I told these stories in testimony I delivered to Congress, in front of thousands of people calling for change, and at the gates of institutions with the Sackler family name emblazoned over them. I wrote my first book, American Fix: Inside the Opioid Addiction Crisis—and How to End It, which was published in 2018. I talked about the crisis on MSNBC, Fox News, and any other outlet that would listen to me. I met with leaders and politicians and tried to convince them to take emergency measures and to treat the crisis like any other public health issue. Few of them listened, and as a result things are not much better than they were when I wrote American Fix.
Let me make something clear. I will talk to literally anybody about finding a solution to the overdose crisis. And I mean anybody. I know what the cost of ignoring addiction is: it means that we’ll keep losing our friends, family members, loved ones, and neighbors to a highly treatable health-care problem that is severely stigmatized. So stigmatized that America’s 90 percent treatment gap (the inability to access treatment) has remained stagnant for decades. It’s not enough to organize people individually. I had to go to the source, the company that gaslit a nation.
I thought taking on Purdue Pharma was enough. I had called them out for years, in the public domain and in the press. Our efforts slowly chipped away at the pharmaceutical giant. Within three years, institutions stopped taking philanthropic donations from the Sackler family. The Sacklers, who became billionaires from drug profits, struggled socially: they were no longer invited to black-tie functions, and former friends snubbed them. I watched the company’s lawyers bluster through hearings, claiming that Purdue wasn’t guilty of coordinated, state-sanctioned genocide in the name of profit. I thought I’d never crack the thick wall of glass that seemed to protect the Sacklers from the consequences of their greed.
Then, all of a sudden, the impenetrable shield opened and I walked through.
* * *
When a company such as Purdue files for bankruptcy, it’s a major operation. Dividing the company’s assets, paying its debts, and dismantling its internal structures is a huge undertaking. The process happened behind closed doors under the eyes of a judge, a ton of lawyers, state attorneys general, and a committee of creditors who have personal or corporate interests in the case. The general assumption is that whoever represents the state—usually a state attorney general—has the people’s best interests in mind. I had thought that there were two teams: Purdue was the villain, and everyone taking them on were the good guys. But as I learned more, I found that there were way more questionable folks than I’d assumed. The folks I thought were good often had their own interests in mind, not the interests of the people they were allegedly helping. They were unintentionally causing harm because of their lack of information and unwillingness to see the overdose crisis for what it is. They undermined the victims—the survivors and their families—for political and institutional power.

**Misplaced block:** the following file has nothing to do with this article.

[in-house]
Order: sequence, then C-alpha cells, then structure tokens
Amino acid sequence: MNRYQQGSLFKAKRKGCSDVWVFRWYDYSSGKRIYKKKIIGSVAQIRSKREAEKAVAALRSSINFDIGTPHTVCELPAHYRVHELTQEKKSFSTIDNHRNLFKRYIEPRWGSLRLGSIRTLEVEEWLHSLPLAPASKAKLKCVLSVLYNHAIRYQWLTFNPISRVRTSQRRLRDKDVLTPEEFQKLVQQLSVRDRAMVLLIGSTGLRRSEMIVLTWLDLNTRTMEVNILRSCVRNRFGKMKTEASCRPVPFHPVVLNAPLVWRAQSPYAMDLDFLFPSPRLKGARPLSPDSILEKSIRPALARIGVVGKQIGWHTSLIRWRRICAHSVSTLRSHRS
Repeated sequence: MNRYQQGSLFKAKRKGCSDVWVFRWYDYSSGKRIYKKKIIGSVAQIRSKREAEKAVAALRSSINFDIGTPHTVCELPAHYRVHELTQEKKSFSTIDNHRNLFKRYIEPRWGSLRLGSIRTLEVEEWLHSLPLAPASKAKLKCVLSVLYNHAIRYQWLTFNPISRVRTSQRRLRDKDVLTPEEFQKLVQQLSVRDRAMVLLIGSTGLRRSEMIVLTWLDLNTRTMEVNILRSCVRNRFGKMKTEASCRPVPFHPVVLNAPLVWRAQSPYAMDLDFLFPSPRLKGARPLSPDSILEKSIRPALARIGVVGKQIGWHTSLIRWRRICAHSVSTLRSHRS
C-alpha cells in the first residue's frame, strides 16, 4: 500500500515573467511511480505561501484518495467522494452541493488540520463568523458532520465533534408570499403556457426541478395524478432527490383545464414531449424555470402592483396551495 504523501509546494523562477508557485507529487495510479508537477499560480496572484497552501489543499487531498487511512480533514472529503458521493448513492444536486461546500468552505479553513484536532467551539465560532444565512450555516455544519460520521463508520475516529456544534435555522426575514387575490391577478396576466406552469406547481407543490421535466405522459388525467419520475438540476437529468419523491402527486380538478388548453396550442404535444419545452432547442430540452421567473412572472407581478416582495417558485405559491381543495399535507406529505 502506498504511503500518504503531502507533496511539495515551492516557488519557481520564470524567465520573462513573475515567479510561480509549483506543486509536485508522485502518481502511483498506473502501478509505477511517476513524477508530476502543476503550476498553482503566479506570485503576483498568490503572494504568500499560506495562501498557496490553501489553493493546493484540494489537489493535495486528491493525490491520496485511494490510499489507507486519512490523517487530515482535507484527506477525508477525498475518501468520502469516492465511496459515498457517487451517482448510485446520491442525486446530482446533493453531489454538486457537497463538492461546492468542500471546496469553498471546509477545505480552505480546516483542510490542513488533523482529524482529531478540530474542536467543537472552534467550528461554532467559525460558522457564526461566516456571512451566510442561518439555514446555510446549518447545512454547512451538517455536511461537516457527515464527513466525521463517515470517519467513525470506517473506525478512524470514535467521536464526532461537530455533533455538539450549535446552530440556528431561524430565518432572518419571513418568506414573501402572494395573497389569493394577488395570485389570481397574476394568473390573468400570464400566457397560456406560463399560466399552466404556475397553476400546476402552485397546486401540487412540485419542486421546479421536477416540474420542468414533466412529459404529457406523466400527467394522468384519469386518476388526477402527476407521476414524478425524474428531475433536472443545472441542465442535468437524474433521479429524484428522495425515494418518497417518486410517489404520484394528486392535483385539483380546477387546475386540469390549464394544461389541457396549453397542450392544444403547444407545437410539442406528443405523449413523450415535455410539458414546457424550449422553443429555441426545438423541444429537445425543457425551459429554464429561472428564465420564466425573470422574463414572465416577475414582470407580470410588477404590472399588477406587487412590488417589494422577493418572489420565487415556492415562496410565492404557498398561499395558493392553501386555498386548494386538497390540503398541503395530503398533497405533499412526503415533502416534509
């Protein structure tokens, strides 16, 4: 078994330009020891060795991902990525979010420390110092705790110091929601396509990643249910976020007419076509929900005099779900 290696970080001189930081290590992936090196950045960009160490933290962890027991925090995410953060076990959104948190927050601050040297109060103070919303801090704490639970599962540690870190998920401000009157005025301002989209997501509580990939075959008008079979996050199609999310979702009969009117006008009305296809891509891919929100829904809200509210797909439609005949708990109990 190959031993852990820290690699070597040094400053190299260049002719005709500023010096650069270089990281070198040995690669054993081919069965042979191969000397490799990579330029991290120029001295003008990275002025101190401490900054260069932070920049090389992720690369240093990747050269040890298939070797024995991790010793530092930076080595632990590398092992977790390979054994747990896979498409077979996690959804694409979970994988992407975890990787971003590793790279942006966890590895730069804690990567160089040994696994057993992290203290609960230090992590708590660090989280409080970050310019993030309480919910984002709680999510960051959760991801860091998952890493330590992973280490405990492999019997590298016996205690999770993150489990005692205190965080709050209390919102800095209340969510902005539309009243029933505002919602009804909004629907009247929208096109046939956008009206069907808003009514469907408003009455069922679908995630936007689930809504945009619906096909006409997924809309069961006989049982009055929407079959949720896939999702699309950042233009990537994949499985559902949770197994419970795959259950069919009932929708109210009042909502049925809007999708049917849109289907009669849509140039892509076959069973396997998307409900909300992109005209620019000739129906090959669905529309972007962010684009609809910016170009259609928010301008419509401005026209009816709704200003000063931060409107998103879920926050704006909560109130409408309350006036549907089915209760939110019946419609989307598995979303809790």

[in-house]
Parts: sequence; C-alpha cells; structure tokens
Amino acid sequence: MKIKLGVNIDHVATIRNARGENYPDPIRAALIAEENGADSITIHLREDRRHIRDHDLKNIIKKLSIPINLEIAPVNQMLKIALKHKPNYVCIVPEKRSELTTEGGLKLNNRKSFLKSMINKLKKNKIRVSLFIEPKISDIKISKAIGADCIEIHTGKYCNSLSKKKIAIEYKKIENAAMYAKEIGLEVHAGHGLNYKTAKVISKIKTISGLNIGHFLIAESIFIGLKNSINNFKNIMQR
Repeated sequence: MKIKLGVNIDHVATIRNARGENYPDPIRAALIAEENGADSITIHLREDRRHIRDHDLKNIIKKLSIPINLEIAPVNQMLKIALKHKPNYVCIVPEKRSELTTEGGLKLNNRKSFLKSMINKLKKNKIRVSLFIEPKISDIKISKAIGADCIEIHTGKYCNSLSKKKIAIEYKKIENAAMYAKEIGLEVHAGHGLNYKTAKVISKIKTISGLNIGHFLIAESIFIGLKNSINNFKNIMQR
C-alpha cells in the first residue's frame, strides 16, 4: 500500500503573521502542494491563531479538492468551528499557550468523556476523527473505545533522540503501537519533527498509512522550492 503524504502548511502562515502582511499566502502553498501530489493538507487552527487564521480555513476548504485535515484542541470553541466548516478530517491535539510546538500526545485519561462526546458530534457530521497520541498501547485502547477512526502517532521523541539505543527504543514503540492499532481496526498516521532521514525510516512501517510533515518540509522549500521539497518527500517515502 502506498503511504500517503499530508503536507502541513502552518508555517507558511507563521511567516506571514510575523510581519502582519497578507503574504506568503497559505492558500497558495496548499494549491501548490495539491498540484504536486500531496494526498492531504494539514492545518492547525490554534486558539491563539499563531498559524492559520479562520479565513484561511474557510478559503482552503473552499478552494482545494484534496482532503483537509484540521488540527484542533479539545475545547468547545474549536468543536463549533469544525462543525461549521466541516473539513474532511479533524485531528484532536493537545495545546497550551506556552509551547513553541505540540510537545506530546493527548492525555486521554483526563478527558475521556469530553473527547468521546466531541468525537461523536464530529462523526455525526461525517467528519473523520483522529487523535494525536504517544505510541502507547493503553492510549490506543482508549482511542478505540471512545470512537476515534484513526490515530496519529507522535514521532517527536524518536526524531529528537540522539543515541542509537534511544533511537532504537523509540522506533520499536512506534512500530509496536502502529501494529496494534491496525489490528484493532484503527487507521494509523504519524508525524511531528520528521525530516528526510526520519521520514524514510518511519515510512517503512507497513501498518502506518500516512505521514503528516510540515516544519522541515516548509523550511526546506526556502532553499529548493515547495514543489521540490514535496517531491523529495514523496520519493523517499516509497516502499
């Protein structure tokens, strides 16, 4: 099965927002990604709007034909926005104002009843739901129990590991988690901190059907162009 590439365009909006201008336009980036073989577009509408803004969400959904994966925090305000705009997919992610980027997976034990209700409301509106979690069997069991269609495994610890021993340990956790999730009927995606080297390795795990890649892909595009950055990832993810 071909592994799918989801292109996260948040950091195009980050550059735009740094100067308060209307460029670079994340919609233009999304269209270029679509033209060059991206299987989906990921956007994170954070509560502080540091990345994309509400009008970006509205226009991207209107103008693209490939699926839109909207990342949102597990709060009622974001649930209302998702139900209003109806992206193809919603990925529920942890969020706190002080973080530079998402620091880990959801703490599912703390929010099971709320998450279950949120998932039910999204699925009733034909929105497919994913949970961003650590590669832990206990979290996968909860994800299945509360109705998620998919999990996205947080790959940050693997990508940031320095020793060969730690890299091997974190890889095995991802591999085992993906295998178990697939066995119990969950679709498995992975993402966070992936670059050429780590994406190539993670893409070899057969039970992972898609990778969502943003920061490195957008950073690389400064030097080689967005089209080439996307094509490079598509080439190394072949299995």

Since nobody knew what happened in those meetings or what was said behind closed doors, I knew it was vital to make sure there was a public record of everything I could possibly get my hands on. No company that takes advantage of the public should be able to hide behind the uniquely American bankruptcy process. Every elected official who claims to “help” must be accountable to their constituents. I’m not writing this for any reason other than to share the truth. My contribution is putting my truth about this case in the hands of the people. The American bankruptcy process needs radical reform because it is shockingly easy for various actors—even some so-called helpers—to keep the truth hidden and turn an astronomical profit.
I knew from the beginning that a case of this scope wasn’t something that should be dealt with in bankruptcy court. But that wasn’t my call. Purdue Pharma had been sued before and gotten away with paying relatively small settlements compared with the damage they’d done. Little money, if any, made its way to survivors and victims’ families. And no company executive or member of the Sackler family ever had to worry about dropping the soap.
I knew that this corporate bankruptcy case wasn’t “real” in the way that bankruptcies are for ordinary people. Purdue wasn’t on-paper bankrupt. They had assets, valuable patents, and more than $1 billion in the bank when they filed for Chapter 11. This case gave them an escape route, a way to walk away from the wreckage they’d created. So, after years of dogging them, I had finally caught up to Purdue. But tearing them apart wasn’t as easy as you’d think.